|The works of Peter Quinn
This Tuesday evening, Nov. 19, the Irish Arts Center will feature a program called "History and Mystery: The Making of the Fintan Dunne Trilogy", featuring the series' author Peter Quinn with guests Dan Barry, Mary Tierney, Terry Golway, Honor Molloy, and swingstress Tara O'Grady.
The evening will be both a celebration and an exploration of the Fintan Dunne trilogy (the just published "Dry Bones," the earlier books "The Man Who Never Returned" and "Hour of the Cat.")
In his blog, Quinn recently explored the appeal of the trilogy, writing:
"My introduction to the triune came early. Each morning as my classmates and I made the sign of the cross, my first-grade nun stressed that the Trinity–one God in three separate and distinct persons, Father, Son and Holy Ghost–was essential to our faith and, ergo, to our salvation. Since my six-year-old brain couldn't make much sense of it, I was happy to be told the three-person God was a mystery beyond human understanding and had almost driven mad the theologians who’d tried to solve it.
"Still, it stuck. Three in one, one in three. The holy trifecta. In the large stained glass window on the south wall of our Bronx parish church, St. Patrick held up a shamrock. One stem, three petals: They glowed a single emerald green as the sun lofted behind them. For that moment at least, the riddle of the Trinity ceased to bewilder."
The Wall Street Journal has hailed "Dry Bones," the third and last installment in the trilogy, as “another work of intricate structure, suspense and wit.”
Former Chief Speechwriter for Governor Hugh Carey and Governor Mario Cuomo, Quinn is also the author of the epic novel "Banished Children of Eve," a 1995 American Book Award winner; "Looking for Jimmy: In Search of Irish America," a collection of non-fiction pieces. The credentials roll-on and are detailed at his appropriately named website www.NewYorkPaddy.com.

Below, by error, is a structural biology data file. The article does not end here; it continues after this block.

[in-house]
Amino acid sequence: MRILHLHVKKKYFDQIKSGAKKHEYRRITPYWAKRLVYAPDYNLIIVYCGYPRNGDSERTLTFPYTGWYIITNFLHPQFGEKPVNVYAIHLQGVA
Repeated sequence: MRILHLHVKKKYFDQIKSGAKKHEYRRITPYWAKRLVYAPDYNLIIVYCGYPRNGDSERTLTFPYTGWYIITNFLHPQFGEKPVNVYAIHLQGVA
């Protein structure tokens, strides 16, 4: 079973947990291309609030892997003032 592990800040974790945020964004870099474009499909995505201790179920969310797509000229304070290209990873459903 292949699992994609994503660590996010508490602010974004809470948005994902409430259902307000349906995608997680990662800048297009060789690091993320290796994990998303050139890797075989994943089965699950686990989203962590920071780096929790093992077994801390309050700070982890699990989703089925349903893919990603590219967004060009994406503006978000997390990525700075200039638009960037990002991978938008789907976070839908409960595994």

National Book Award winner Colum McCann said of him, “Peter Quinn is a poet and historian and one of our finest storytellers. He sits at the fireside of the American imagination. He can carve mystery out of mystery. The work is generous and agile and profound.”
Best selling author James Patterson wrote, "Peter Quinn just might make it into the history books himself. He is perfecting, if not actually creating, a genre you could call the history-mystery.”
Of his fellow Manhattan College classmate, Quinn said “Jim and I together have sold 150 million books, worldwide. James Patterson has sold 149,996,000. I sold the rest.”
Though the action of Dry Bones is focused on Europe at the end of World War II, New York makes a dramatic appearance, and plays a major role in the other books of the trilogy.
Quinn and filmmaker Charles Hale created this video homage to the vanished city of Fintan Dunne.
This evening of word, music, discussion and humor is presented at Irish Arts Center in association with Glucksman Ireland House. For more information, go to the IAC website.